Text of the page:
• Actualidad Nacional

    MTS (México)

  • EDITORIAL

    LTS (Venezuela)

  • DOSSIER : Leur démocratie et la nôtre

    CCR NPA (Francia)

  • ContraCorriente Nro42 Suplemento Especial

    Clase contra Clase (Estado Español)

  • Movimento Operário

    MRT (Brasil)

  • LOR-CI (Bolivia) Bolivia Liga Obrera Revolucionaria - Cuarta Internacional Palabra Obrera Abril-Mayo Año 2014 

Ante la entrega de nuestros sindicatos al gobierno

1° de Mayo

Reagrupar y defender la independencia política de los trabajadores Abril-Mayo de 2014 Por derecha y por izquierda

La proimperialista Ley Minera del MAS en la picota

    LOR-CI (Bolivia)

  • PTR (Chile) chile Partido de Trabajadores Revolucionarios Clase contra Clase 

En las recientes elecciones presidenciales, Bachelet alcanzó el 47% de los votos, y Matthei el 25%: deberán pasar a segunda vuelta. La participación electoral fue de solo el 50%. La votación de Bachelet, representa apenas el 22% del total de votantes. 

¿Pero se podrá avanzar en las reformas (cosméticas) anunciadas en su programa? Y en caso de poder hacerlo, ¿serán tales como se esperan en “la calle”? Editorial El Gobierno, el Parlamento y la calle

    PTR (Chile)

  • RIO (Alemania) RIO (Alemania) Revolutionäre Internationalistische Organisation Klasse gegen Klasse 

Nieder mit der EU des Kapitals!

Die Europäische Union präsentiert sich als Vereinigung Europas. Doch diese imperialistische Allianz hilft dem deutschen Kapital, andere Teile Europas und der Welt zu unterwerfen. MarxistInnen kämpfen für die Vereinigten Sozialistischen Staaten von Europa! 

Widerstand im Spanischen Staat 

Am 15. Mai 2011 begannen Jugendliche im Spanischen Staat, öffentliche Plätze zu besetzen. Drei Jahre später, am 22. März 2014, demonstrierten Hunderttausende in Madrid. Was hat sich in diesen drei Jahren verändert? Editorial Nieder mit der EU des Kapitals!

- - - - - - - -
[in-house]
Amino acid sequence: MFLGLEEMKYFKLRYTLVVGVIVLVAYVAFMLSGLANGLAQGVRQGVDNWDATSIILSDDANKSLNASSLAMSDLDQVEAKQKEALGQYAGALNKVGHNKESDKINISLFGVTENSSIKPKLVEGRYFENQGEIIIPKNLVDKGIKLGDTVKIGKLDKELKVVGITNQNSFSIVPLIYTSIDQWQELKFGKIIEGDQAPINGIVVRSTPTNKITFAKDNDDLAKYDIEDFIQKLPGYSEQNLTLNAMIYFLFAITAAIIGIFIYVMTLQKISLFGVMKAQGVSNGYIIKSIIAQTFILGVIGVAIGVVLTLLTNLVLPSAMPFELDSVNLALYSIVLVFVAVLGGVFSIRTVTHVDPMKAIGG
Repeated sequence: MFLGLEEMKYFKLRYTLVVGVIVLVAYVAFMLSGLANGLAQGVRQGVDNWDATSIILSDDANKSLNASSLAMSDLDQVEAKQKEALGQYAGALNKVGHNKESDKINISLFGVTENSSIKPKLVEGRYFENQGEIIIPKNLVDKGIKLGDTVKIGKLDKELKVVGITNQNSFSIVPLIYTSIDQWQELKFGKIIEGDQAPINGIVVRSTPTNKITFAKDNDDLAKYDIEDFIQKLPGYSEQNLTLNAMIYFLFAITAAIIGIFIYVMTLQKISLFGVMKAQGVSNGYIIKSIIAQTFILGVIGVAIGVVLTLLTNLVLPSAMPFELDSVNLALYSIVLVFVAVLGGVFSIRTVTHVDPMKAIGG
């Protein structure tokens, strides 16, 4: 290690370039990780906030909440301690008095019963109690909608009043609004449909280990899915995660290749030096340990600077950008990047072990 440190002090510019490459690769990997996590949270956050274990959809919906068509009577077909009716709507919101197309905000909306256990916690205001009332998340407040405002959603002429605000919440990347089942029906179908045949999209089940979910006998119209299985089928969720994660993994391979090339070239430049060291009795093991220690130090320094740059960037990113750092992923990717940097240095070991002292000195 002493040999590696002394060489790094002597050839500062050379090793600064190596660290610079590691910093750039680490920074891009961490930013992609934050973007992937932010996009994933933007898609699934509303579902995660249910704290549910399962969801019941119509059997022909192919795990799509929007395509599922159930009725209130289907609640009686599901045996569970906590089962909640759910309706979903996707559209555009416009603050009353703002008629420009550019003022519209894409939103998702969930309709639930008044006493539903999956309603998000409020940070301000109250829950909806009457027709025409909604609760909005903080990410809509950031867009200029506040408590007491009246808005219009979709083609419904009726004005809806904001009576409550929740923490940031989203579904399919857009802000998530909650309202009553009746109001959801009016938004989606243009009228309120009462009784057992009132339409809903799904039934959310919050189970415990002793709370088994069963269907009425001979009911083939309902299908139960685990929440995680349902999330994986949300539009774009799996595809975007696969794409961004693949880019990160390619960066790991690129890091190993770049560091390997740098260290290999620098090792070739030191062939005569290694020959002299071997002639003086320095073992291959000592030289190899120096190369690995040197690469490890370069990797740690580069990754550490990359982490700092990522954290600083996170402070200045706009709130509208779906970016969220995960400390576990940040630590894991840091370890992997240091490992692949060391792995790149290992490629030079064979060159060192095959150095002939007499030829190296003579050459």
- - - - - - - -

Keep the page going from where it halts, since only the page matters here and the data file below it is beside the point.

RIO (Alemania)

  • Liga de la Revolución Socialista (LRS - Costa Rica) Costa Rica LRS En Clave Revolucionaria Noviembre Año 2013 N° 25 

Los cuatro años de gobierno de Laura Chinchilla han estado marcados por la retórica “nacionalista” en relación a Nicaragua: en la primera parte de su mandato prácticamente todo su “plan de gobierno” se centró en la “defensa” de la llamada Isla Calero, para posteriormente, en la etapa final de su administración, centrar su discurso en la “defensa” del conjunto de la provincia de Guanacaste que reclama el gobierno de Daniel Ortega como propia. Solo los abundantes escándalos de corrupción, relacionados con la Autopista San José-Caldera, los casos de ministros que no pagaban impuestos, así como el robo a mansalva durante los trabajos de construcción de la Trocha Fronteriza 1856 le pusieron límite a la retórica del equipo de gobierno, que claramente apostó a rivalizar con el vecino país del norte para encubrir sus negocios al amparo del Estado. martes, 19 de noviembre de 2013 Chovinismo y militarismo en Costa Rica bajo el paraguas del conflicto fronterizo con Nicaragua

    Liga de la Revolución Socialista (LRS - Costa Rica)

  • Grupo de la FT-CI (Uruguay) Uruguay Grupo de la FT-CI Estrategia Revolucionaria 

El año que termina estuvo signado por la mayor conflictividad laboral en más de 15 años. Si bien finalmente la mayoría de los grupos en la negociación salarial parecen llegar a un acuerdo (aún falta cerrar metalúrgicos y otros menos importantes), los mismos son un buen final para el gobierno, ya que, gracias a sus maniobras (y las de la burocracia sindical) pudieron encausar la discusión dentro de los marcos del tope salarial estipulado por el Poder Ejecutivo, utilizando la movilización controlada en los marcos salariales como factor de presión ante las patronales más duras que pujaban por el “0%” de aumento. Entre la lucha de clases, la represión, y las discusiones de los de arriba Construyamos una alternativa revolucionaria para los trabajadores y la juventud

    Grupo de la FT-CI (Uruguay)